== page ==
Differentiated marketing is a strategy companies use to blanket different markets with multiple products. The most common strategy is to find a niche in several markets or demographic segments and fill the niche with corresponding products. In some cases, the product itself may contain the basic components with alterations made for each segment. Differentiating may be expensive, especially for smaller companies that have fewer resources than large organizations. Filling market niches, however, can be a highly lucrative business strategy.
Companies often spend copious dollars defining the different markets and demographic segments in an overall economy. Differentiated marketing depends on a company finding multiple market niches, many of which may be small and difficult to define at times. Once a company discovers the market niche, information on the type of product that will fill the niche is the next step. In some cases, the product choice may be quite obvious, while in other niches, consumer research is necessary to define the best product for the niche. Costs may be different for each market niche and its related product.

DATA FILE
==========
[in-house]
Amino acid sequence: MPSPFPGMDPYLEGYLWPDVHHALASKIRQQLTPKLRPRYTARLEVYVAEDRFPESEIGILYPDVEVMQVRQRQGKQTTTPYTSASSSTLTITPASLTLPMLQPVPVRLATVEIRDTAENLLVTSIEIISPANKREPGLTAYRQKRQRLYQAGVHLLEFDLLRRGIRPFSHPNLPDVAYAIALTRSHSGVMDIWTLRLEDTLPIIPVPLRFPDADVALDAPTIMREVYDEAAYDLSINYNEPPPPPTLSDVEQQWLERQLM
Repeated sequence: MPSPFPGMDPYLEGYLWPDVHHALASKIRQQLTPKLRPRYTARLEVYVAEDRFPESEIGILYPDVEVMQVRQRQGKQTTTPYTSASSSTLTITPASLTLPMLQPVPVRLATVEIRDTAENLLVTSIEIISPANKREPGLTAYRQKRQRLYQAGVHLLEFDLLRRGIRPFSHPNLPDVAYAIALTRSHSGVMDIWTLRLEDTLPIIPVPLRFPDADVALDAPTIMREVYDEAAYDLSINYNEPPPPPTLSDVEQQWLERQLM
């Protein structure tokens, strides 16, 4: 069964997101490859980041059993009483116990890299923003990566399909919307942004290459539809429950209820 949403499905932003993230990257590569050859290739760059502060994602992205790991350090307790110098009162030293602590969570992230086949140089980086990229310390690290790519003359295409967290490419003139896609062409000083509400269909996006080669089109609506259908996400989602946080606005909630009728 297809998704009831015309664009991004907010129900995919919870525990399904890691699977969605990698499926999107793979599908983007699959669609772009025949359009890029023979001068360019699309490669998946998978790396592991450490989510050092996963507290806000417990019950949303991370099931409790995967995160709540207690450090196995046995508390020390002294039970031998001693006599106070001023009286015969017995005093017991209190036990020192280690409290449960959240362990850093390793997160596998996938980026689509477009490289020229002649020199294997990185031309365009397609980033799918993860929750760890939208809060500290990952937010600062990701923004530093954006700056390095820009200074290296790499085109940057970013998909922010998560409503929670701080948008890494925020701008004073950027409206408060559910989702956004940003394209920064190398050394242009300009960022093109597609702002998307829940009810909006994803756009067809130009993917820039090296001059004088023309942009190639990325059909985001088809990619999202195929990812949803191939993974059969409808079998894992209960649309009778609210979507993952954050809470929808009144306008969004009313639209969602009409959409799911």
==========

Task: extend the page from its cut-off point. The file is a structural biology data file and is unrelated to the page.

Other issues may also present themselves under a differentiated marketing strategy. Industry profiles may be necessary to determine the current stage of the industry’s market. For example, dying industries that have a market niche may not be profitable for an extended time period. High competition can also be a part of industry analysis. Even though a niche exists, the level of competition may be such that a large, flexible company can quickly alter operations in order to snuff out new competition, even in a niche market.
Market strategy is also a part of differentiated marketing, much like strategies are a part of any business operation. The distribution of goods into each market niche is one major component of market strategy. Retail locations for selling goods, product prices, and advertising packages can also comprise the entire differentiated marketing strategy. Again, each niche may require a different approach for accomplishing high sales and profits. For example, an upscale industry and market niche will most likely require a different approach to sell goods.
Companies that engage in large-scale differentiated market strategy techniques can quickly find themselves in dire financial straits. Offering specialized products to multiple markets is often expensive. Product flops or inappropriate price schemes can result in a swift loss of profits and precarious financial footing. Companies must be able to start differentiated marketing strategies slowly and work their way into multiple markets, ensuring success for each market at a time.